Hawaii considers taser control measures

Hawaii considers taser control measures
(AP Photo/Michael Conroy, File)

Hawaii doesn’t like armed citizens. While the state likes to think of itself as paradise–and they’re not wrong in oh-so-many ways–the truth of the matter is that if you value your right to keep and bear arms, the Aloha State is probably not for you.

They’re one of many states that banned electronic guns like tasers, only to have the courts overturn the ban. As a result, they’re looking at gun control as a model.

House Bill 1732, as currently proposed, would prohibit most people — other than law enforcement personnel and members of the Army or Air National Guard involved in emergency relief activities — from carrying an electric gun “in or near certain sensitive locations,” with exceptions.

That list of places initially identified as “sensitive” included: in or near an airport, passenger transportation terminal, commuter operations areas, state or county government buildings or any meeting place required to be open to the public for government meetings.

The latest draft of HB 1732, which awaits decision-making in the Senate Judiciary Committee Thursday morning, is more specific as to where electric guns would not be allowed:

  • a public school including any building, grounds, facility or parking structure;
  • a nonresidential building owned, leased or controlled by the state or county, including Iolani Palace, the state Capitol, an office building, a library, a college, a court of law, a stadium or an arena;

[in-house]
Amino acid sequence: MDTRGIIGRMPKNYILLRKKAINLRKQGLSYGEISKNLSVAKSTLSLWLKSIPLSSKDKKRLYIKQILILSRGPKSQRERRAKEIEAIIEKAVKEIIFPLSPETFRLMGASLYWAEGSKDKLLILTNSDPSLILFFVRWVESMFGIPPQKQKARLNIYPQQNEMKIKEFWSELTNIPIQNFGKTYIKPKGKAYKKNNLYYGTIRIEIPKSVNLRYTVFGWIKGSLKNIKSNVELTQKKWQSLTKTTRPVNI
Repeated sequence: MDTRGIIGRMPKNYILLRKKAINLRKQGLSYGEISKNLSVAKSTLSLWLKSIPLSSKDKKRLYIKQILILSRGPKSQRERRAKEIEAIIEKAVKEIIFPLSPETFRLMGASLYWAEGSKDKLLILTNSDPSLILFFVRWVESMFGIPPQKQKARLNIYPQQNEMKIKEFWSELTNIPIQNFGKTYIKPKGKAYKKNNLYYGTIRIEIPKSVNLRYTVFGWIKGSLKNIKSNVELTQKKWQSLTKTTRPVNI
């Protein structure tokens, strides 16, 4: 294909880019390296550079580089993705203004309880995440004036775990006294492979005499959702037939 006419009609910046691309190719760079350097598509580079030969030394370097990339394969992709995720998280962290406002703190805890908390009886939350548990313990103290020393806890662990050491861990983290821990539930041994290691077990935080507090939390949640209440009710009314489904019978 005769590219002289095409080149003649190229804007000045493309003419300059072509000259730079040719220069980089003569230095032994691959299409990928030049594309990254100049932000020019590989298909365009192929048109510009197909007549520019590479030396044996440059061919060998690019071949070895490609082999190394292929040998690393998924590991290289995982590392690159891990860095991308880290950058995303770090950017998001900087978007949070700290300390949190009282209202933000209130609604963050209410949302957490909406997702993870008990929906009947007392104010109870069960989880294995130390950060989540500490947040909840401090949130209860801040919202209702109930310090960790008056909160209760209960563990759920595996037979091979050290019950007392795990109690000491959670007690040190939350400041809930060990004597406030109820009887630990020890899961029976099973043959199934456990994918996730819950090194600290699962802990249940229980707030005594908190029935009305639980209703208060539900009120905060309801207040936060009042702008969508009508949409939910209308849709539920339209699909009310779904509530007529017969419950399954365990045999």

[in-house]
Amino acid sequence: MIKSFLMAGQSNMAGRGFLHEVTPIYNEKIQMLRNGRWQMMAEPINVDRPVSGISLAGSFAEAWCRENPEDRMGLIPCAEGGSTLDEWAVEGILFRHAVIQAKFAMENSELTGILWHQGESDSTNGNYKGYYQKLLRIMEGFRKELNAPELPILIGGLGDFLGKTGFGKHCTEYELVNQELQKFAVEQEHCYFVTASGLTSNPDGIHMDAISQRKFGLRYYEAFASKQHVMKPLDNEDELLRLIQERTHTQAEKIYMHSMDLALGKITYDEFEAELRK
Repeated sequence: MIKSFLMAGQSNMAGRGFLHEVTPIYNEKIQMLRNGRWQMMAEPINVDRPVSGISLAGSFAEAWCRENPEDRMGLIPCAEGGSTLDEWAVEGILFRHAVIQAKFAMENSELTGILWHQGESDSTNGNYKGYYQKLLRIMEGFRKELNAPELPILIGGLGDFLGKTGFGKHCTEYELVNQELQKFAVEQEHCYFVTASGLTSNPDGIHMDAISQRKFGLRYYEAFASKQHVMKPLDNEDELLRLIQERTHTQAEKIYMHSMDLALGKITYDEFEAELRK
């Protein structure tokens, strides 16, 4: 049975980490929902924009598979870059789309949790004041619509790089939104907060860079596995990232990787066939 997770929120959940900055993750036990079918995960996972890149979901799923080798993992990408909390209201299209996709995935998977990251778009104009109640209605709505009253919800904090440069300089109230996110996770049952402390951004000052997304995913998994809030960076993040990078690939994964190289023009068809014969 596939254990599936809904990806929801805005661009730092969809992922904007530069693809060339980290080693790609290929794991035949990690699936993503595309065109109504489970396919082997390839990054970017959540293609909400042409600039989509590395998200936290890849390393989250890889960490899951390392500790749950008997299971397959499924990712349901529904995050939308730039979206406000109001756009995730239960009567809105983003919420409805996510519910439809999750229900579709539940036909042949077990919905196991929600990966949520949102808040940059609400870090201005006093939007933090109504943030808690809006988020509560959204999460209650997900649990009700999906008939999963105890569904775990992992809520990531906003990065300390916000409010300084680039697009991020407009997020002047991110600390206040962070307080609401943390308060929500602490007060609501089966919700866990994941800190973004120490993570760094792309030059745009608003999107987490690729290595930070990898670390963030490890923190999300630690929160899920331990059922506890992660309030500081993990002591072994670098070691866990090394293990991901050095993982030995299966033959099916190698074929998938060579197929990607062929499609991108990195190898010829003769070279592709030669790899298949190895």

• an airport including any terminal, building, structure, facility or parking structure;
  • a public mass transit vehicle, mass transit terminal or transit center, except for a bus stop that is located on a public sidewalk; and
  • a government meeting place required to be open to the public.

My read of the latest draft is that people who are lawfully allowed to have electric guns could take them to just about anywhere else, including a public park or beach.

In other words, Hawaii wants to treat tasers and stun guns just like firearms in many ways.

The problem is that this really doesn’t make any sense. While I disagree with gun control on every level, I at least get the arguments for banning guns in these specific places. Gun control advocates argue it’s about the potential loss of life.

But tasers are less-lethal weapons. They’re not guaranteed to be non-lethal–things happen when you send that much electricity through someone–they’re far, far less likely to take a human life.

Plus, they’re generally single-use weapons. You’ve yet to hear of a mass tasing, and for good reason.

So why dump all these restrictions on such weapons?

The answer is that Hawaii, like many other anti-Second Amendment states, simply can’t fathom the idea of armed citizens, even if they’re armed with something other than a firearm. Armed citizens suggest that the state can’t protect people and that’s something officials in Hawaii simply can’t deal with.

However, it’s true. No matter how much law enforcement may want to protect others, they simply can’t be everywhere.

Less-lethal weapons like tasers give people the opportunity to protect themselves even when they don’t believe they’re capable of taking a human life. This isn’t a bad thing, either. I can respect someone for making that determination and being honest with themselves about it.

But there’s no reason to treat these weapons as if they’re firearms. Granted, there’s no reason to treat firearms this way either, but even if you think there is, tasers are hardly the same thing.

Hawaii needs to wake up and stop spreading the stupid on its morning toast.